Brain and Body

There’s a Significant Link Between Nightmares and Suicidal Behavior, Research Finds

March 17, 2016 | Kelly Tatera

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Nightmares could be an important treatment target to reduce suicide risk.

Obviously nightmares aren’t a particularly enjoyable experience, but scientists have discovered an especially disturbing reality about the horrific dreams — they’re significantly linked to a risk of suicidal behavior.

Suicidal thoughts, plans, or attempts occurred in 62 percent of study participants who experienced nightmares, according to the research results. On the contrary, only 20 percent of the participant who didn’t experience nightmares showed these suicidal behaviors.

The researchers collected data for the study from 91 participants who had experienced traumatic events, 51 of whom met the criteria for a PTSD diagnosis. An additional 24 participants had previously been diagnosed with post-traumatic stress disorder (PTSD).

Nightmares can be particularly problematic for people suffering from PTSD because the unpleasant dreams trigger negative cognitive thoughts like defeat, hopelessness, and feeling trapped. According to the researchers, these thoughts reinforce suicidal behaviors.

Further, the brain pathways between nightmares and suicidal thoughts and behaviors appear to function independently of insomnia and depression.

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"PTSD increases the risk of suicidal thoughts and behavior, and our study shows that nightmares, a hallmark symptom of PTSD, may be an important treatment target to reduce suicide risk," principal investigator Donna L. Littlewood, doctorate researcher in medical and human sciences at The University of Manchester, said in a press statement.

Nightmares were measured by adding up the frequency of the dreams and intensity ratings of relevant items on the clinician-administered PTSD scale. Additionally, participants completed questionnaires on their suicidal behaviors and feelings of hopelessness, defeat, and entrapment. The analysis was conducted both with and without the participants who had comorbid depression.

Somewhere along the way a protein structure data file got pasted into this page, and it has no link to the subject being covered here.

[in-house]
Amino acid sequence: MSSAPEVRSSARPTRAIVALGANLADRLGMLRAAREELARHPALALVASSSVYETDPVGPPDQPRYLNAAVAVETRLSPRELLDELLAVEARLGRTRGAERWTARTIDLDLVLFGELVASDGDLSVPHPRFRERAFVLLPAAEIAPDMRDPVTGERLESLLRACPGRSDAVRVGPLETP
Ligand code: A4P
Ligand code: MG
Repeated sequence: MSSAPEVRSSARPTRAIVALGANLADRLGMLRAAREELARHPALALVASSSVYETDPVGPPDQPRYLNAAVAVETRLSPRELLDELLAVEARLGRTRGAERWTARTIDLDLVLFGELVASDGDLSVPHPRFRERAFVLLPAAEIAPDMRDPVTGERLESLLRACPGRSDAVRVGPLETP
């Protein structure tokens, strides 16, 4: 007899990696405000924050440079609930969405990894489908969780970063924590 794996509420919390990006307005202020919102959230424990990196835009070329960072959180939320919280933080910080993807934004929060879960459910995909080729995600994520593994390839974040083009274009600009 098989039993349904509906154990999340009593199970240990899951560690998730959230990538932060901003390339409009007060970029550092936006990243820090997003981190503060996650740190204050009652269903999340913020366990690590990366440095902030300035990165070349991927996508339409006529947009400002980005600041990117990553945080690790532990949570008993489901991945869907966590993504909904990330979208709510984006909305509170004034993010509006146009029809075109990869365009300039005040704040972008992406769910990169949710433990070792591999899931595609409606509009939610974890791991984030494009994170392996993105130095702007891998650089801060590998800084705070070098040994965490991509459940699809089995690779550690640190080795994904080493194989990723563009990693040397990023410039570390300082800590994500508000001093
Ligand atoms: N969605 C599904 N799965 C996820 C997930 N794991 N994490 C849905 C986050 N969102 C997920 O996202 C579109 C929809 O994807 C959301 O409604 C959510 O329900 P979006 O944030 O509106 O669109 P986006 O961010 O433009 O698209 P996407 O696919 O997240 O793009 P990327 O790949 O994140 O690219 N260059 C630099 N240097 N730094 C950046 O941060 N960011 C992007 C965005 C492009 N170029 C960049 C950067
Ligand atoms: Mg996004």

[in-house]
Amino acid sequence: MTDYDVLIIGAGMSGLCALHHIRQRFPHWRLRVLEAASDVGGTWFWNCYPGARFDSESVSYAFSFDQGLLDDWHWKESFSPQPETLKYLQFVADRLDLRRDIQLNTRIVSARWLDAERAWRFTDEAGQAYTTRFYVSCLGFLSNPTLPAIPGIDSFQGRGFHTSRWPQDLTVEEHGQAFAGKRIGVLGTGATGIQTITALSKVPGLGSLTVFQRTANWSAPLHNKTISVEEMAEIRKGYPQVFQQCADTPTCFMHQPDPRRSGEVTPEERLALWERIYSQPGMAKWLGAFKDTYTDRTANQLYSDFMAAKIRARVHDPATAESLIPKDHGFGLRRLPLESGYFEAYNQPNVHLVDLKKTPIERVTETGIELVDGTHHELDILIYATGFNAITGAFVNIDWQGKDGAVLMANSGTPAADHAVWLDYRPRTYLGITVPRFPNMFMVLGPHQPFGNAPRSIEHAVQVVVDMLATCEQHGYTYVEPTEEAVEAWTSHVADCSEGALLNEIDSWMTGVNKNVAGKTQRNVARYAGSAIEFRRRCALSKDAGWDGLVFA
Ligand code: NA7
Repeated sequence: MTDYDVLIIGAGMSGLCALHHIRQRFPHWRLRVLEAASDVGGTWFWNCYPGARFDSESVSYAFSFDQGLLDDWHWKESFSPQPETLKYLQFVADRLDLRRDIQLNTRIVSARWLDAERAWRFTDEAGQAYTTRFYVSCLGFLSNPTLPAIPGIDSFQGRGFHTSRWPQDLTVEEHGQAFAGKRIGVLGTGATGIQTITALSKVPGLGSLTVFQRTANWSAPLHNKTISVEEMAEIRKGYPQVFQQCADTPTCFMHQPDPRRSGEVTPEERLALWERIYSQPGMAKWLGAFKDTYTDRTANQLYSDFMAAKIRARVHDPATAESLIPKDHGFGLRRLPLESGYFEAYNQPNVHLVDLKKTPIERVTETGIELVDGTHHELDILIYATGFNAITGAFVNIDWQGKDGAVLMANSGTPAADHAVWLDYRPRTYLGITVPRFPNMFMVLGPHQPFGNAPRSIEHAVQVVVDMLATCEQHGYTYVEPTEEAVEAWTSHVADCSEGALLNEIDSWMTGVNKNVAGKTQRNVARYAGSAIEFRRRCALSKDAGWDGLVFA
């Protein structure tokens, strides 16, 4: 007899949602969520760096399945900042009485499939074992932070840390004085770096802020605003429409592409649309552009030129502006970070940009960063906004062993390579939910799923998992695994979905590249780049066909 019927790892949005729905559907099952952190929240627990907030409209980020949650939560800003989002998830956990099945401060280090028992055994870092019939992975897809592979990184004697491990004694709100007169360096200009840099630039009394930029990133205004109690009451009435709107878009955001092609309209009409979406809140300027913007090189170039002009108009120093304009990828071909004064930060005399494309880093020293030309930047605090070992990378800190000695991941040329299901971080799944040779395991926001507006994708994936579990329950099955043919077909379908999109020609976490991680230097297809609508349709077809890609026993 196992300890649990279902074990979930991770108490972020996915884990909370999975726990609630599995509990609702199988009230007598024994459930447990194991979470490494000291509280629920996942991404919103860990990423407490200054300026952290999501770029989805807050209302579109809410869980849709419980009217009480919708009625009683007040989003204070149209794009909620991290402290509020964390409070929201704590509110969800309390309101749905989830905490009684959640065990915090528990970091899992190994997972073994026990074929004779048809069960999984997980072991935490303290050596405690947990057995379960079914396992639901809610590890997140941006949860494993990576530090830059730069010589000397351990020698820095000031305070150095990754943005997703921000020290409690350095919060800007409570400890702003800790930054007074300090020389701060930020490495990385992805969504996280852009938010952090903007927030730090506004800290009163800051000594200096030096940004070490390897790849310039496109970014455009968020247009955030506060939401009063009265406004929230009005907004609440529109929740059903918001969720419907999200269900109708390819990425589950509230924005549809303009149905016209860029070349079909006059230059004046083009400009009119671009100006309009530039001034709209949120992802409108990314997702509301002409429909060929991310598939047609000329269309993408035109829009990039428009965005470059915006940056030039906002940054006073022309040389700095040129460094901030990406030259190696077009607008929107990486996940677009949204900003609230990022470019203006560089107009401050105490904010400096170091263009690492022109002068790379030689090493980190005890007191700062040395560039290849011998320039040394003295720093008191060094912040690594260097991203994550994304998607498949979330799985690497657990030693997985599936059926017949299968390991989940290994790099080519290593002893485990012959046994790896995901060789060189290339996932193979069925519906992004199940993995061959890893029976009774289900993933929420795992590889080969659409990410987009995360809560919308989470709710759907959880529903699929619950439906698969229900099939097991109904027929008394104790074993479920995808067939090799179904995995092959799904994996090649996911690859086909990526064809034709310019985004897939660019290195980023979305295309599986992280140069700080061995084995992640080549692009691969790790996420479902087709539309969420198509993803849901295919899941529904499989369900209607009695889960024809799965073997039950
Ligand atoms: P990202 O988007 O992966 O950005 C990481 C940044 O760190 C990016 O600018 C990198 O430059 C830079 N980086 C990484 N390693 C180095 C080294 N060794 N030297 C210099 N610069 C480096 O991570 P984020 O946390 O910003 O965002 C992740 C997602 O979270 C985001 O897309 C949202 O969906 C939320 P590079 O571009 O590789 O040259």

"This study emphasizes the importance of specifically assessing and targeting nightmares within those individuals experiencing PTSD. In addition, monitoring and targeting levels of negative cognitive appraisals such as defeat, entrapment, and hopelessness, may reduce suicidal thoughts and behaviors,” said Littlewood.

According to the American Academy of Sleep Medicine, nightmares are typically vivid, realistic, and disturbing, and make an individual feel as though his or her survival or security is threatened. When repeated nightmares cause stress or interfere with an individual’s ability to socialize or have a job, experts say he or she likely has a nightmare disorder.

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Up to 80 percent of PTSD patients experience nightmares within three months of the trauma, and these stress-caused nightmares can persist throughout life.

The study authors suggest that future research should attempt to identify the additional brain pathways that found the relationship between nightmares and suicide.

Although there’s more research to be done on the neuroscience behind the link between nightmares and suicide, researchers are already working on innovative ways to help PTSD patients get a healthier, nightmare-free sleep cycle.

A recent study showed that PTSD symptoms dropped about 30 percent when patients slept with an electric patch that uses trigeminal nerve stimulation (TNS) to adjust the brain’s electrical wiring. The study participants reported that their nightmares were gone and that it was the first time in years they’d been able to sleep through the night, so the hope for a treatment is indeed promising.

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